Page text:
Aging, Losing Patience and Barrelling Through Life (2/40)
When you are aging, there is a point when the body stops focusing on firmly grounding your feet and instead practices turning into a ball to protect your head and neck when you inevitably start falling more often.
I have witnessed this evolutionary mechanism firsthand.
Once, my wife and I were walking in Petaluma downtown when a woman crossing the street at the intersection of 4th and B fell on her back.
I chuckled. That fall could’ve easily been in the rejects of American Funniest Videos.
My wife, who is a better human being, did not and commanded me to go over and help the woman.
From the moment the woman fell in the middle of the crosswalk to when I got to her, she kept shuffling her legs, which made her look like a turtle on her back.
I stood her up and asked her if she was okay. But she did not answer. She just scuttled away. She must have been no less than nine hundred and fifty-five years old.
She didn’t say thanks nor confirm she didn’t have a concussion.
She just kept on shuffling.
I didn’t take offense to it. I understand that when you are that old, you have places to be — not many, but you want to get to them.
My mom is not quite there yet, but she is at a point where, now and then, she decides to stop taking steps and turn into a ball — kinda like an armadillo who, when it feels threatened, turns into a soccer ball.
This past New Year’s Day, our family went for a walk from the hotel we were staying at in Cancun to the end of the property, where there was a sign that read, “Riviera Maya.”
This kind of sign is not needed for the people who live there, know where they are, or even those visiting. But the type of sign that is Instagrammable, that lets your social media network know where you are while they are shoveling snow or taking a picture with a similar sign in a different hot weather city.
“Oh, yeah? You think you are somewhere cool? Wait until you see my sign.”
We took our spots next to a letter. Instead of sitting next to her letter, my mom decided to climb the two-foot concrete wall and stand next to it. None of it was a problem for the photo, which was taken to great success.
The problem only came when my mom climbed down the two feet altitude and, after putting one foot down, decided that putting the next one firmly next to the first would be too hard, so instead, she rolled all the way down, not before turning into the aforementioned armadillo and expertly protecting her head and neck.
She rocked back and forth until she lost momentum, and we were able to help her.
My mom, a good sport, quickly bounced up like an acrobatic gymnast who does not land the fall but still offers a huge grin because being graceful is just as important. Besides, the move was perfectly executed, so much so that the white cap on her head didn’t move a millimeter.
We decided to walk to the end of the dock next to the sign.
We make it to the end, and the water looks inviting.
My niece and nephew jump off the dock, and when I look up, I see my mom pushing people out of the way so she can get on the ladder that leads to the water.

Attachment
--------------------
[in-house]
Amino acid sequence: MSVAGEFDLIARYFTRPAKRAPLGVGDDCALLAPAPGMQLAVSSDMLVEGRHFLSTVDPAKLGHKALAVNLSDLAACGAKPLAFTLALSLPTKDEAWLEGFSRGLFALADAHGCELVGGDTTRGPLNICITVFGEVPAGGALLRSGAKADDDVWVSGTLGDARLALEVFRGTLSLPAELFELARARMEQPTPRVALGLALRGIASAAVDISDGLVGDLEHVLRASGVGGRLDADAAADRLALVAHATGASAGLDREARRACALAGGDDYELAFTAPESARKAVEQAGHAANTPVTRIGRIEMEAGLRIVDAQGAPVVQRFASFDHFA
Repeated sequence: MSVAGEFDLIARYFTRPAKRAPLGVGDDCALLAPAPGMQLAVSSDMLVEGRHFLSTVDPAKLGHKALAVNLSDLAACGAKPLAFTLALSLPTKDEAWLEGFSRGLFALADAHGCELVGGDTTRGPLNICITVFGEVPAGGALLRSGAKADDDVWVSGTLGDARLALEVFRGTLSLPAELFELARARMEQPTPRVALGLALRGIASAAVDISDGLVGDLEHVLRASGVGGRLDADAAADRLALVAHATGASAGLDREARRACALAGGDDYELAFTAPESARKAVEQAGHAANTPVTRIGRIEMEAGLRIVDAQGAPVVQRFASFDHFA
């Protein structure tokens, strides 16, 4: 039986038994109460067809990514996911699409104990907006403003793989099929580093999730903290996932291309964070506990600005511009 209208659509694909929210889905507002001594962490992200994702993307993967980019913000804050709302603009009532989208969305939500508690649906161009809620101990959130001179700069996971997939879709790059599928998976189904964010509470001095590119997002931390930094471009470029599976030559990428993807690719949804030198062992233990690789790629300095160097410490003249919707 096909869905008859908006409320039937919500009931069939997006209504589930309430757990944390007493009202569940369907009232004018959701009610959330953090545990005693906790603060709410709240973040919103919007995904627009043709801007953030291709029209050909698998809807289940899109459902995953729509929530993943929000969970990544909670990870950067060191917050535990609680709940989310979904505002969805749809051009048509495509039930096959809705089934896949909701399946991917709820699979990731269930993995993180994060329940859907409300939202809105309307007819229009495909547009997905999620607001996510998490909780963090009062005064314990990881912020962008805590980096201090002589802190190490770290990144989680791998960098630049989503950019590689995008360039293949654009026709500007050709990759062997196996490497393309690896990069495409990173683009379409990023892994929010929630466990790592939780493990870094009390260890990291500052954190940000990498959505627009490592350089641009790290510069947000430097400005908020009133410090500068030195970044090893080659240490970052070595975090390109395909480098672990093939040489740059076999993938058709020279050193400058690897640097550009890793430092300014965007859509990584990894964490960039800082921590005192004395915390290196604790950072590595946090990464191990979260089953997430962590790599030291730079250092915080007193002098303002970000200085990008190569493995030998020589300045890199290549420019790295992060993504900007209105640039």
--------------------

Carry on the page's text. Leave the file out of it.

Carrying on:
She starts climbing down.
This is uncharacteristic for my mom.
She is a fearless woman in many aspects of her life. She raised my sister and me by herself, she moved to the US in her late forties, and she eats dairy even when it’s very clear she is lactose intolerant.
But she doesn’t bring that fearlessness to activities.
This was out of character.
In Colombia, we have a saying, “Año nuevo. Vida Nueva.”” (New year. New life)
Since it was the new year, maybe my mom decided to adopt this YOLO, adrenaline-junkie style of living.
The ladder had three rungs, and once she was done with one, she decided that one was enough; she rolled up again into an armadillo shape and barreled her way into the ocean.
My mom landed in the water and struggled to hold on to something in the middle of the choppy waters.
I quickly jumped in, not before calmly making sure my cell phone and wallet were somewhere dry, taking my shirt off so it wouldn’t be wet when I came back, and scouting somewhere safe to land on the water.
So, I guess I calmly jumped in.
Everyone thought of me as a hero.
They looked at what I did as a selfless act of humanity. A son helping his mom.
And I was.
But not in the way that everyone thought.
When my mom fell, I saw she lost her white cap to the choppy waters, to the point that it was out of reach of my mom, niece, and nephew.
I jumped in to save my mom’s hat.
I joked that I did it because it was probably the only thing I would get in the inheritance, but I did it because I didn’t want my mom to climb up the ladder with the shame of armadillo-barrelling into the ocean to find out she was also hatless.
It wouldn’t prevent her from feeling silly, but at least she would feel silly while protecting her scalp from a sunburn.
When I asked her what inspired this youthful act of invincibility, she whispered, “I had to pee.”
If she had just told me, I could’ve told her there were several bathrooms to the side of this very short dock.
But I know that it would’ve not made a difference.
She is at the age when you can no longer wait, an age when you have to do things as soon as possible, and that’s why she HAS to armadillo-barrelled into the ocean.